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Dear Christopher Cat

While I was feeding some wild cats, one of them bit me. My physician started me on rabies injections, and I’m fine. I’d just like to know more about rabies.

Christopher Responds

Rabies can be transmitted long before the infected animal shows signs of the disease, so it must be considered any time someone is bitten, even if the biting animal appears normal.

When a cat (or other mammal) is bitten by a rabid animal, the rabies virus penetrates the nerves of the skin. It reproduces and moves along the nerves to the spinal cord and eventually up to the brain.

One battalion of the viral army advances along the nerves to the salivary glands, arriving in the saliva up to 13 days before another battalion assaults the brain.

Once the virus reaches the brain, behavioral and neurological changes are seen. For example, a normally shy wild animal might be friendly, or the rabid animal may be partially paralyzed, as though it had been hit by a car.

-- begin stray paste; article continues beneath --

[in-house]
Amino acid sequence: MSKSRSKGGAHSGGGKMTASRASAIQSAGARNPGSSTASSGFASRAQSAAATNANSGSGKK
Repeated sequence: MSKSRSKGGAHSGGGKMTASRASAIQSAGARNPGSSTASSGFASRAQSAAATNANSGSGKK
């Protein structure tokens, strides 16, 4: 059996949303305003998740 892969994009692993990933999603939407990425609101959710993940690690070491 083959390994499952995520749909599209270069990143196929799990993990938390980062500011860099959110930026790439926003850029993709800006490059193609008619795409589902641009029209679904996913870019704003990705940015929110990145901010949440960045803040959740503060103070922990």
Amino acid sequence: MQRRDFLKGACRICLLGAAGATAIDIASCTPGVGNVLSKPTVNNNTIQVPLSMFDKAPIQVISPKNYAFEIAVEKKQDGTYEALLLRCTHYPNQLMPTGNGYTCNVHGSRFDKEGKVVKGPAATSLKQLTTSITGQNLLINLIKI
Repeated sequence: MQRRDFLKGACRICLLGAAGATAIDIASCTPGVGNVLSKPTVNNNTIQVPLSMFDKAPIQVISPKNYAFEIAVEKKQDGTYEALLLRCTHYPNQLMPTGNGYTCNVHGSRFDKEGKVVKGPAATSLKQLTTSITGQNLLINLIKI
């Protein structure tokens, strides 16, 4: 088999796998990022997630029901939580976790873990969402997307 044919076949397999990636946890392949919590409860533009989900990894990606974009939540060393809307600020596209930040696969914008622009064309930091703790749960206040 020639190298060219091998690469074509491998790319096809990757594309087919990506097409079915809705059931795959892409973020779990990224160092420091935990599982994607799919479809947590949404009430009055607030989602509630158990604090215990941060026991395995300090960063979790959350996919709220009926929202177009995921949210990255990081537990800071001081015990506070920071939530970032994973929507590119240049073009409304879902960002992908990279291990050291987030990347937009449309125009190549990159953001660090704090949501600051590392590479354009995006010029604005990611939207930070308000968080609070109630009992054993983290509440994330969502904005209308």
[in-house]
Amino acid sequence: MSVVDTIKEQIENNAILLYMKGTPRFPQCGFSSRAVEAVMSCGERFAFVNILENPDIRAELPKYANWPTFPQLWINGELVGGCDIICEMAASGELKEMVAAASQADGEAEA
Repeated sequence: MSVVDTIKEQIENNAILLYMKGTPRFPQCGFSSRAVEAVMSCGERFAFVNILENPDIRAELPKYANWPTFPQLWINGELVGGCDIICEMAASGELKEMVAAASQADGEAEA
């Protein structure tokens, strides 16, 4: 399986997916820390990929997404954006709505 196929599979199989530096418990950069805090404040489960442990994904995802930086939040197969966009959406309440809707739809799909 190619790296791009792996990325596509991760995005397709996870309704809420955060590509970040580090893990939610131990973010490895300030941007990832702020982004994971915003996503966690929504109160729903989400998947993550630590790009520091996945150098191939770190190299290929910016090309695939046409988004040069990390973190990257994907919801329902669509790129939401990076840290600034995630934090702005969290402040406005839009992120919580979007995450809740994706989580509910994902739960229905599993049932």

When the swallowing muscles are paralyzed and the animal is breathing heavily, saliva drooling from the mouth mixes with air and looks like foam.

Death occurs two to ten days after the virus invades the brain.

Early symptoms in humans may occur intermittently and include pain at the wound site, anxiety, headache and malaise. If these signs are ignored and the disease progresses, treatment is usually unsuccessful.

It’s important to address rabies immediately. Anytime you’re bitten, wash the wound with plenty of soap and water, and call your physician.

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